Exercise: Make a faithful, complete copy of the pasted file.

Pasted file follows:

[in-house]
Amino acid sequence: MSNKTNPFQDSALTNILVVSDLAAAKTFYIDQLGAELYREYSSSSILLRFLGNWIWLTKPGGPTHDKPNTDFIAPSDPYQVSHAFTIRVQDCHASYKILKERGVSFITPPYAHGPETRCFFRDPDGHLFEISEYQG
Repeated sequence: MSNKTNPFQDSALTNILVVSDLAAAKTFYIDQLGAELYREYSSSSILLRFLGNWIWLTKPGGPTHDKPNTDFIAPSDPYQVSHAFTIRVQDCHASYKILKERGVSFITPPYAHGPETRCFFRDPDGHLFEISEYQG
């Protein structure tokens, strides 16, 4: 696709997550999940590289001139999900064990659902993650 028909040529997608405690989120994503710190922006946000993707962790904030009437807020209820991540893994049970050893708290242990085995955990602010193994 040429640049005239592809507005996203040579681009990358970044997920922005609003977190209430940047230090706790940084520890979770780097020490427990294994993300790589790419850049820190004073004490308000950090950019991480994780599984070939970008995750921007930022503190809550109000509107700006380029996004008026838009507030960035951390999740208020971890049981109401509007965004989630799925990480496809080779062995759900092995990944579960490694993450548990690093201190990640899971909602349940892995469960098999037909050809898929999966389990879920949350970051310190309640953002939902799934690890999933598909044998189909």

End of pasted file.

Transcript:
[in-house]
Amino acid sequence: MSNKTNPFQDSALTNILVVSDLAAAKTFYIDQLGAELYREYSSSSILLRFLGNWIWLTKPGGPTHDKPNTDFIAPSDPYQVSHAFTIRVQDCHASYKILKERGVSFITPPYAHGPETRCFFRDPDGHLFEISEYQG
Repeated sequence: MSNKTNPFQDSALTNILVVSDLAAAKTFYIDQLGAELYREYSSSSILLRFLGNWIWLTKPGGPTHDKPNTDFIAPSDPYQVSHAFTIRVQDCHASYKILKERGVSFITPPYAHGPETRCFFRDPDGHLFEISEYQG
């Protein structure tokens, strides 16, 4: 696709997550999940590289001139999900064990659902993650 028909040529997608405690989120994503710190922006946000993707962790904030009437807020209820991540893994049970050893708290242990085995955990602010193994 040429640049005239592809507005996203040579681009990358970044997920922005609003977190209430940047230090706790940084520890979770780097020490427990294994993300790589790419850049820190004073004490308000950090950019991480994780599984070939970008995750921007930022503190809550109000509107700006380029996004008026838009507030960035951390999740208020971890049981109401509007965004989630799925990480496809080779062995759900092995990944579960490694993450548990690093201190990640899971909602349940892995469960098999037909050809898929999966389990879920949350970051310190309640953002939902799934690890999933598909044998189909």